Abbie Shores

5 Days Ago

You should never use flash in museums or old houses etc. It damages the relics

 

Mark Tisdale

5 Days Ago

Rose - see Abbie’s response - that was always the stated reason for no flash photography anywhere I’ve seen a sign prohibiting it. Never hung around for services. Whether the damage threat is true or not, see Peggy’s link.

I’ve been in churches and museums where they were literally screaming “No flash!” as if the art would disintegrate at any moment.

 

Thanks all....about the flash, I have never seen a sign to say "don't use flash" in any of the old (or young) Churches I've been in.... I totally agree about in museum as the flash can ruin/damage the artwork...most of the art I've photographed in Churches is too far away to do damage, but some of it has been low enough to do so....perhaps just standing as far away as possible and using a zoom lens would be okay?

 

Brian Wallace

5 Days Ago

I thought they didn't allow flash inside a museum because it disturbs other patrons. I'm sure that's at least part of it.

I was seen photographing a church window from the outside when a "priest" or minister came along to inquire what I was doing. I explained and he ended up inviting me to come inside to photograph. I was on my lunch hour, otherwise I might have taken him up on the offer.

Some towns that have festivals or make money from tourists also often invite people in their churches (especially if they're historic in some way) and are allowed to photograph when they're aren't services going on. This was an occasion for me during a festival in St. Michaels, MD. There was even someone there to answer questions.

Each year I've been to the Easton Waterfowl Festival on the Eastern Shore of Maryland, they have a church which is open to all for pondering. There's another which is used to house and show several venues (photographs, wood carvings, sculptures, etc.) during the festival hours.

This is one of the captures I took of the St Michaels Christ Church's Organ pipes, after I added Lon Chaney to try and create a memorable work.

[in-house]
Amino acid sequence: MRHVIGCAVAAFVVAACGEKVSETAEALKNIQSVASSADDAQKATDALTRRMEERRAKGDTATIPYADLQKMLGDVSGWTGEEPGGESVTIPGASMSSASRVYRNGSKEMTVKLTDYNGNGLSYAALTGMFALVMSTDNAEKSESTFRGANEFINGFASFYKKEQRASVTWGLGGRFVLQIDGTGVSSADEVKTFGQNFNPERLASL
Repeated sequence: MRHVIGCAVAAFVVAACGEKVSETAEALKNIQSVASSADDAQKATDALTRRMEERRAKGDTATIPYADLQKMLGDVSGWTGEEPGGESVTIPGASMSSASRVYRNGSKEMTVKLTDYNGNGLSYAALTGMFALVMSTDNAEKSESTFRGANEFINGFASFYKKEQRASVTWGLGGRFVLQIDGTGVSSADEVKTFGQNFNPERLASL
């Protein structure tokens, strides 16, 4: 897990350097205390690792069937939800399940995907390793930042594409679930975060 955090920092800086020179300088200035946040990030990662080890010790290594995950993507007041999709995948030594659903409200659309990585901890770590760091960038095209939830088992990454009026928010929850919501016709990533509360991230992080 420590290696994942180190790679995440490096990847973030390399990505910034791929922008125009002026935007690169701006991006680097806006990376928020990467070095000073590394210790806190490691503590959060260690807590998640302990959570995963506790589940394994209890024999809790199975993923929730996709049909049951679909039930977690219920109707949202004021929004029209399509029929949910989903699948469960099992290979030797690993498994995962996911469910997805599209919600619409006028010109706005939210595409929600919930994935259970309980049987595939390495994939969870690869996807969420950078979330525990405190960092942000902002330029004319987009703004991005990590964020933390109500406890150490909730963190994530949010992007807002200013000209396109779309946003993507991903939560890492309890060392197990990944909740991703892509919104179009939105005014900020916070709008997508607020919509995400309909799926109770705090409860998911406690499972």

Son Can You Play Me A Memory by Brian Wallace

 

Weston Westmoreland

5 Days Ago

I have been shooting inside European churches for decades with no issues whatsoever.

There are some common sense rules: do not go in while in service, do not use flash at any time because it is damaging, bothersome and more often than not ineffective. Do not get forever in conspicuous places. Dress accordingly.

I normally use a tripod, which I extend in silence. I tend to move and act slowly and in complete silence. I have taken pictures of small unknown and big famous churches, from Spain to the Vatican.

Great touristic places usually do not allow tripods, but it's a matter of practicality, not respect.

I have also taken pictures inside mosques in Istanbul keeping to the same rules. Cero issues.

 

Svante Svensson

5 Days Ago

I have also been shooting inside many churches with no problem. But one time in Stockholm, Sweden. I was asked to not to by a priest. She said that the sound of my Nikon D750 was to loud. It was ok to continue with my mobil though...

Svante--

 

Bradford Martin

5 Days Ago

I have shot the interior of The Cathedral of St. John the Baptist in Savannah. No problem at all and I am not sure if I asked but they were well aware. I want to shoot it again with all the knowledge and gear I ave gained since.

As for flash damaging art here is what the experts say.
https://www.arthistorynews.com/articles/2936_Does_flash_photography_really_damage_paintings

 

Starsphinx

5 Days Ago

To give another way to look at the question - think weddings. It is common for weddings to have a photographer inside the church - and they are most definitely selling their services to make a profit. They are also highly likely to have visited and photographed the church before the ceremony to work out lighting, positioning etc.

While on first thought a lot of people will say "that's different" if you think about it no it is not really that different. It may be arranged by the couple getting wed BUT permission has been given for it to happen so if a church will give permission for that why not for art shots?

Again so long as respect is shown and any requests honoured (whether it be no flash or to ensure no people are included in shots or whatever) I cannot see there being a problem.

 

L Bosco

5 Days Ago

On my most recent trips (Ecuador and Greece), there were signs that said that photography was prohibited inside the churches. It was a sign at the entrance.

 

Abbie Shores

5 Days Ago

No flash is to prevent deterioration of light-sensitive contents, especially textiles and watercolours. Light levels are regularly monitored and carefully controlled using blinds and sun-curtains.

 

Bradford Martin

5 Days Ago

"No flash is to prevent deterioration of light-sensitive contents, especially textiles and watercolours. Light levels are regularly monitored and carefully controlled using blinds and sun-curtains."

That is the reason they give but has been shown to be not a problem because flashes have UV filters to protect fim and sensors. It is the UV that cases fading. See my link above.